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Family life … Alison and Chisholm Lunn with their children, from left, Emily, aged 11, James, 7, and Katie, also 11. PHOTO: SUPPLIED

By ROBYN BRISTOW

Chisholm Lunn wants to see his family grow up.

“You cannot put a value on that,” he says.

The humble North Canterbury man, who has cystic fibrosis, keeps himself as fit and healthy as possible in his bid to live a happy and full life alongside his family.

But to make his future more certain, the 47-year-old needs access to Trikafta, a life-saving medication.

The serious and ultimately terminal genetic condition affects about 540 Kiwis. It causes the body to produce thick, sticky mucus which damages the lungs, digestive system, liver and other parts of the body.

Sufferers endure a demanding and time-consuming daily regime of lung clearance and often medication, together with regular medical check-ups. Over time, there are increasingly frequent hospitalisations.

For some, a lung transplant may be the only remaining option.

Chisholm was diagnosed with cystic fibrosis when he was 4. Since the age of about 7, when he read that he might only live to 12, he has been aware that his life expectancy was not great.

Chisholm says he has always hoped, perhaps naively, that when a life-changing treatment became available to improve his quality of life and increase his life expectancy, the health system would be there.

But without changes to the Pharmac funding system, he says he may never get access to the drug. He sees no way of being able to foot the bill himself, with the drug costing more than $400,000 a year.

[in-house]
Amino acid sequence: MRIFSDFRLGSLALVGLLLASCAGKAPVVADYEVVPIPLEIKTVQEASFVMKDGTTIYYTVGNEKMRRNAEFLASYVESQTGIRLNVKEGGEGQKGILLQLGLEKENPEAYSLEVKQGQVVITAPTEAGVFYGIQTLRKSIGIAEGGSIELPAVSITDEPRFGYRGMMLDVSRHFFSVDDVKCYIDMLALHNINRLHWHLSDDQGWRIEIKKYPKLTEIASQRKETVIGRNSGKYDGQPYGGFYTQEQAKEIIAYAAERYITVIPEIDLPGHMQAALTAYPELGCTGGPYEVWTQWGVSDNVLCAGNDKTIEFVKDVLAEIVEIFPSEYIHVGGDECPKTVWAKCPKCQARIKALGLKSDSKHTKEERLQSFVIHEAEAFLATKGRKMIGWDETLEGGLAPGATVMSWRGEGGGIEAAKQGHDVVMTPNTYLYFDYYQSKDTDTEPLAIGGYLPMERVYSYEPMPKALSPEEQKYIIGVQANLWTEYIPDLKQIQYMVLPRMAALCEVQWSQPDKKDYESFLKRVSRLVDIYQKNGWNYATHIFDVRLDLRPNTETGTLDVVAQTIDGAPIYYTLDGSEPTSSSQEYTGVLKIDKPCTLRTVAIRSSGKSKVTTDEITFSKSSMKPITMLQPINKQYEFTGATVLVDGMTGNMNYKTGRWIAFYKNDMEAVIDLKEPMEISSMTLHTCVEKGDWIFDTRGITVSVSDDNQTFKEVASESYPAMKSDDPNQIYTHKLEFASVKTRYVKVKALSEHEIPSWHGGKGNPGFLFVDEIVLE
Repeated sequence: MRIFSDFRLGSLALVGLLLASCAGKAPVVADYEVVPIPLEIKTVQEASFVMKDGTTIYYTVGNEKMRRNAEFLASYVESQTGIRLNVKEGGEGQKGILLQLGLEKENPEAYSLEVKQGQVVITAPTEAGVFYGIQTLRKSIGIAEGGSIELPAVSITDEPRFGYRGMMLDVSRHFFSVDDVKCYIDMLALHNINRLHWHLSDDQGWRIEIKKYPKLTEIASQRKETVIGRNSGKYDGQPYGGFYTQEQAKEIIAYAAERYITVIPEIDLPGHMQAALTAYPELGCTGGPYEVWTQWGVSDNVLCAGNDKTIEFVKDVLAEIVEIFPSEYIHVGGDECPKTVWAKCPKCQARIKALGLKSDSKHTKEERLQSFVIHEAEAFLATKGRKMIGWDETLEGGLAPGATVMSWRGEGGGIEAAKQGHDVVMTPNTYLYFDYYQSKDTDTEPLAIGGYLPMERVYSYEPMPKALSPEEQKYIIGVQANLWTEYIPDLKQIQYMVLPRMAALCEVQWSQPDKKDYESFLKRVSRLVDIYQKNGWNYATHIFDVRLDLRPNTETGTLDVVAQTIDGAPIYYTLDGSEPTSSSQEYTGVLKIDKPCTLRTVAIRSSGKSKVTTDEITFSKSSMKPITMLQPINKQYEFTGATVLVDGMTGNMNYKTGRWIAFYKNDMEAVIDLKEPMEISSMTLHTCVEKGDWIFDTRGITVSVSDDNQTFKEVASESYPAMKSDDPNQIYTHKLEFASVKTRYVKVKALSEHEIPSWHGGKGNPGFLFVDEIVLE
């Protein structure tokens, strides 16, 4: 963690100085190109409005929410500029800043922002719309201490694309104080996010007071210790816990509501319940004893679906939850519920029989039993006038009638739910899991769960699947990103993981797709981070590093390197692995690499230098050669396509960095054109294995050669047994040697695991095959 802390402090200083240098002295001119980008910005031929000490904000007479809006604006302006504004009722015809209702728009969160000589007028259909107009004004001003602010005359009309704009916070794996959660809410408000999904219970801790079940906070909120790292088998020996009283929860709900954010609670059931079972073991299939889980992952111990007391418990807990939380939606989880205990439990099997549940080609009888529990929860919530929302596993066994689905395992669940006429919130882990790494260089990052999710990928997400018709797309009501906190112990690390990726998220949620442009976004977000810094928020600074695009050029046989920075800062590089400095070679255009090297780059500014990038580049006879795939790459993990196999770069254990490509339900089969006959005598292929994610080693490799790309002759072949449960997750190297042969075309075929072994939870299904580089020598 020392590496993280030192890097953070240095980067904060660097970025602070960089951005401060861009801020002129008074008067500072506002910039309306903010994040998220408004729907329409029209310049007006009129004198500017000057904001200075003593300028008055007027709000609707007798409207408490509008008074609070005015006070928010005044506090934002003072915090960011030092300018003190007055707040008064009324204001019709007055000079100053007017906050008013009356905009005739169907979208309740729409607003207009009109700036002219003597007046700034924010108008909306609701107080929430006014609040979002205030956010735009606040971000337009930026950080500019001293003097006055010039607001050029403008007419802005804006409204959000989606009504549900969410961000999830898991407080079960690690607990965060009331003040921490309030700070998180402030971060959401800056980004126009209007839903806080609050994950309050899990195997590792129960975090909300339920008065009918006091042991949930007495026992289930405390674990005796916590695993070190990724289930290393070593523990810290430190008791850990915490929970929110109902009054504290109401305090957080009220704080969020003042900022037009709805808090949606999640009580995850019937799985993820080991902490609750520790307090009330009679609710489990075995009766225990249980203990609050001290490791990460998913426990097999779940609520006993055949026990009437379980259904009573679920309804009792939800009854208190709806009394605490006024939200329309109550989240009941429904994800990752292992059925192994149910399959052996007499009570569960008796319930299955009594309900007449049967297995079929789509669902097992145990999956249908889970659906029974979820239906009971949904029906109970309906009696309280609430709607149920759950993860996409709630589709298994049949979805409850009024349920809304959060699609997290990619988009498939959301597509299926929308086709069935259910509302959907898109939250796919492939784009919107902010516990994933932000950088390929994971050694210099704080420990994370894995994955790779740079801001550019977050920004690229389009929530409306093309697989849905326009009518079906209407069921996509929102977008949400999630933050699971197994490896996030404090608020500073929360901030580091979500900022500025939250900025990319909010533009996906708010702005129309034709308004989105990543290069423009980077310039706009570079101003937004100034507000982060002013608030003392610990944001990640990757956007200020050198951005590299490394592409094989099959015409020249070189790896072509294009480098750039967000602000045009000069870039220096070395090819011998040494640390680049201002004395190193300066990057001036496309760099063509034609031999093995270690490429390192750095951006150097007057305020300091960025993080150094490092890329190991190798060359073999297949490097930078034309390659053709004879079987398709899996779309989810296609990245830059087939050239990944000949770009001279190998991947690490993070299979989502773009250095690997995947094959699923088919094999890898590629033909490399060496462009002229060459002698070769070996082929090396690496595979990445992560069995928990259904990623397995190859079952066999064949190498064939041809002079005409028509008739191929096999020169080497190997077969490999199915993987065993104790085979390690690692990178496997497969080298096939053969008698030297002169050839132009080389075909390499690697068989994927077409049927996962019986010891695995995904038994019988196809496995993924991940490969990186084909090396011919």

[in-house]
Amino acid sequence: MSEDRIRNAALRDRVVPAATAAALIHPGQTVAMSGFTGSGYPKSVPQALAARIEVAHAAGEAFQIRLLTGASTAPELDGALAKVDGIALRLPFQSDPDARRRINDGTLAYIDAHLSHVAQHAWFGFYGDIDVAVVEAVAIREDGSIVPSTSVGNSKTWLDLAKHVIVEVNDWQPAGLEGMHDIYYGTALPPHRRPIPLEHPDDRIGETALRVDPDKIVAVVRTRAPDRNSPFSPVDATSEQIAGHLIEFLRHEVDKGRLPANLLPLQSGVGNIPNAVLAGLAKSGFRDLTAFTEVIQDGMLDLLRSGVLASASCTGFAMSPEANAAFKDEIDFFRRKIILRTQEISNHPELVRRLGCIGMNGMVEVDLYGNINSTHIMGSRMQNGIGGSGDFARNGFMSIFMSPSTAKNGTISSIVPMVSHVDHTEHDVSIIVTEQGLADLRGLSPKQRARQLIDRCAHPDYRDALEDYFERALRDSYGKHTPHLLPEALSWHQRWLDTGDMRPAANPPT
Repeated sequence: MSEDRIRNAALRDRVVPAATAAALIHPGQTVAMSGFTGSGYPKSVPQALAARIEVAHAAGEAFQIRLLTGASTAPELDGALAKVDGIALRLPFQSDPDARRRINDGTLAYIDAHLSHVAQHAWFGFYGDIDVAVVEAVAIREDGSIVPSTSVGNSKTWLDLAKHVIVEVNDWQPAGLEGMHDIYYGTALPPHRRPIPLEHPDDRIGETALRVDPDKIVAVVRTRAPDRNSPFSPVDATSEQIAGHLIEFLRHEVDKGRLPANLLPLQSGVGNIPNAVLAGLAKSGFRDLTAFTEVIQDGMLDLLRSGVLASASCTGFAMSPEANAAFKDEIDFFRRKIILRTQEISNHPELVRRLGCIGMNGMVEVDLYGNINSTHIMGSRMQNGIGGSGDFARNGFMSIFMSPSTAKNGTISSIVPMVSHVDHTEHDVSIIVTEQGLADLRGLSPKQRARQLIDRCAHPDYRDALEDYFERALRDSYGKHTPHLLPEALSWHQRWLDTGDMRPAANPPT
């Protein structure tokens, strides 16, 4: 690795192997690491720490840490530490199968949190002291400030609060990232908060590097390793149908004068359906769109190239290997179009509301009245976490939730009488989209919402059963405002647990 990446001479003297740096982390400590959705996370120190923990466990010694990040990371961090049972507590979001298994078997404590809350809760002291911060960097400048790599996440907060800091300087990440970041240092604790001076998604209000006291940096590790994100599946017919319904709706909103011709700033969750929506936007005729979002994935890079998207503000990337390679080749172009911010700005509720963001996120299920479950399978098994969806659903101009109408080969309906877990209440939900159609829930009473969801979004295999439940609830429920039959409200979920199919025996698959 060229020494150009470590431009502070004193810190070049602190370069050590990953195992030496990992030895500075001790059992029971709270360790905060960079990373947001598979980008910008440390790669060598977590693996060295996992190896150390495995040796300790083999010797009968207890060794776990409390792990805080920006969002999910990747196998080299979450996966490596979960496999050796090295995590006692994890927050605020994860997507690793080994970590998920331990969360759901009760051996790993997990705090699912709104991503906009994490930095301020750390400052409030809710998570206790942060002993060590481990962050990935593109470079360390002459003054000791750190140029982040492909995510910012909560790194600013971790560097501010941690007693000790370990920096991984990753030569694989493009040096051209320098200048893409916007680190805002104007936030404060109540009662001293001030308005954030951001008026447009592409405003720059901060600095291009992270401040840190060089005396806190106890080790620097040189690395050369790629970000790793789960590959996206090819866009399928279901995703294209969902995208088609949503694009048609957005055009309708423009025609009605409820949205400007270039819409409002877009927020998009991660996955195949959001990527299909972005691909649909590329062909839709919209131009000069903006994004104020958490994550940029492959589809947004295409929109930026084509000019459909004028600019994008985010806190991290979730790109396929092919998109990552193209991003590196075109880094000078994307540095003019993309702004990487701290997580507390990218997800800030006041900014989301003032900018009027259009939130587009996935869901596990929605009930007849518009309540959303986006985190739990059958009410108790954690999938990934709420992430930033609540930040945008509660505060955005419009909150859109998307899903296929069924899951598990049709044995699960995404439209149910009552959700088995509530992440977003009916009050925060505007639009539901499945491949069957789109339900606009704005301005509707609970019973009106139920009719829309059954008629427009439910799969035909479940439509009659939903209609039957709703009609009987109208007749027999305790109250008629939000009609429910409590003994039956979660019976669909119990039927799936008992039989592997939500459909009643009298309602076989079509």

Chisholm has 54 to 56 percent lung function at present, thanks to a strict regime of keeping fit and doing everything he can to stay healthy.

“I have worked hard all my life,” says Chisholm, who has never required a sickness benefit. This is in spite of being told he would probably not live long into adulthood, be able to do certain jobs, or have children.

“I challenged that, and just went and did it.”

Chisholm has, at various times in his life, turned his hand to farming in Central Otago, farm labouring, and working in mines in Western Australia to pay off his student loan.

He has lived in Britain where he had a fencing and landscaping business, and worked in farming and tourism.

He married Alison in 2002 and returned to New Zealand in 2007. He now works in the eterinary industry.

Throughout Chisholm’s life there have been stints in hospital, and medication to take. He has always been on a regimen of cystic fibrosis-related medications, but by keeping fit and being strict about his medications he has not had any hospital visits for some time.

However, every day there is the constant reminder of his illness as he struggles to breathe. He constantly worries that tomorrow is the day he will be back in hospital, or worse.

‘‘Imagine breathing through a straw.

Eventually you’d start to panic. That is what it is like all the time,’’ he says.

Chisholm says the Covid-19 pandemic has made it more difficult for him, as he constantly coughs to clear the mucus build-up.

‘‘You see people stepping away from you,’’ he says.

Chisholm feels that any day he can wake up and take a breath, is a good day.

All his worries about his future would be taken away if he could gain access to Trikafta and remain a productive member of society.

His frustrations grow when he sees hundreds of millions of dollars being spent on non-productive luxuries, while Pharmac remains ‘‘totally underfunded’’ by successive governments.

■ As a charity, Cystic Fibrosis NZ relies on the generosity of the public to help fund its services for people with cystic fibrosis. Its annual appeal runs throughout May, and it encourages everyone, including businesses, schools, and organisations, to support this year’s campaign however they can. Donations can be made online at cfnz.org.nz/donate, or by texting FUTURE to 4462 to make an instant $3 donation.